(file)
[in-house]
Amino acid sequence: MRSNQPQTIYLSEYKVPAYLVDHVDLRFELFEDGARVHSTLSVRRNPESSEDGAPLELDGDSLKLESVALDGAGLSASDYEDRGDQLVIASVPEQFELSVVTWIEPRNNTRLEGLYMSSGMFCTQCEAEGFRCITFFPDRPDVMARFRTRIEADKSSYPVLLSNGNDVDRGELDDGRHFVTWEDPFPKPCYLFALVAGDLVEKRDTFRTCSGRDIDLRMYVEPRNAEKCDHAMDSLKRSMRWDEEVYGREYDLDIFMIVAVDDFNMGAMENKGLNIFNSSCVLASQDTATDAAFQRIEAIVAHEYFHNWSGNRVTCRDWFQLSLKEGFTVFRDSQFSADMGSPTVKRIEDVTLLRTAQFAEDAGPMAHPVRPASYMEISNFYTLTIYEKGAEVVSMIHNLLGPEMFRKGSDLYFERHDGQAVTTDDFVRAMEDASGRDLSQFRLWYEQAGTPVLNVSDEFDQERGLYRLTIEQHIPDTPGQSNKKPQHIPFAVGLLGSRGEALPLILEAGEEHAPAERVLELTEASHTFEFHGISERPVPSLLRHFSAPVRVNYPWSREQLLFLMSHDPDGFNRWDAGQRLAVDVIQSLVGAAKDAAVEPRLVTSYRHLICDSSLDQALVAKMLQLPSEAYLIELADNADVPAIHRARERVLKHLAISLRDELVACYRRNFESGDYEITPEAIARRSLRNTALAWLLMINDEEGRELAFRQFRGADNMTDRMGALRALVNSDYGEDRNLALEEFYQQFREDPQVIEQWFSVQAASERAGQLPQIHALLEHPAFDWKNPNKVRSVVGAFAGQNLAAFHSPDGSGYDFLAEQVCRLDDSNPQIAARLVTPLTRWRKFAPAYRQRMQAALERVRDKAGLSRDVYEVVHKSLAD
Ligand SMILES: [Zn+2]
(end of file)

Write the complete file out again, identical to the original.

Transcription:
[in-house]
Amino acid sequence: MRSNQPQTIYLSEYKVPAYLVDHVDLRFELFEDGARVHSTLSVRRNPESSEDGAPLELDGDSLKLESVALDGAGLSASDYEDRGDQLVIASVPEQFELSVVTWIEPRNNTRLEGLYMSSGMFCTQCEAEGFRCITFFPDRPDVMARFRTRIEADKSSYPVLLSNGNDVDRGELDDGRHFVTWEDPFPKPCYLFALVAGDLVEKRDTFRTCSGRDIDLRMYVEPRNAEKCDHAMDSLKRSMRWDEEVYGREYDLDIFMIVAVDDFNMGAMENKGLNIFNSSCVLASQDTATDAAFQRIEAIVAHEYFHNWSGNRVTCRDWFQLSLKEGFTVFRDSQFSADMGSPTVKRIEDVTLLRTAQFAEDAGPMAHPVRPASYMEISNFYTLTIYEKGAEVVSMIHNLLGPEMFRKGSDLYFERHDGQAVTTDDFVRAMEDASGRDLSQFRLWYEQAGTPVLNVSDEFDQERGLYRLTIEQHIPDTPGQSNKKPQHIPFAVGLLGSRGEALPLILEAGEEHAPAERVLELTEASHTFEFHGISERPVPSLLRHFSAPVRVNYPWSREQLLFLMSHDPDGFNRWDAGQRLAVDVIQSLVGAAKDAAVEPRLVTSYRHLICDSSLDQALVAKMLQLPSEAYLIELADNADVPAIHRARERVLKHLAISLRDELVACYRRNFESGDYEITPEAIARRSLRNTALAWLLMINDEEGRELAFRQFRGADNMTDRMGALRALVNSDYGEDRNLALEEFYQQFREDPQVIEQWFSVQAASERAGQLPQIHALLEHPAFDWKNPNKVRSVVGAFAGQNLAAFHSPDGSGYDFLAEQVCRLDDSNPQIAARLVTPLTRWRKFAPAYRQRMQAALERVRDKAGLSRDVYEVVHKSLAD
Ligand SMILES: [Zn+2]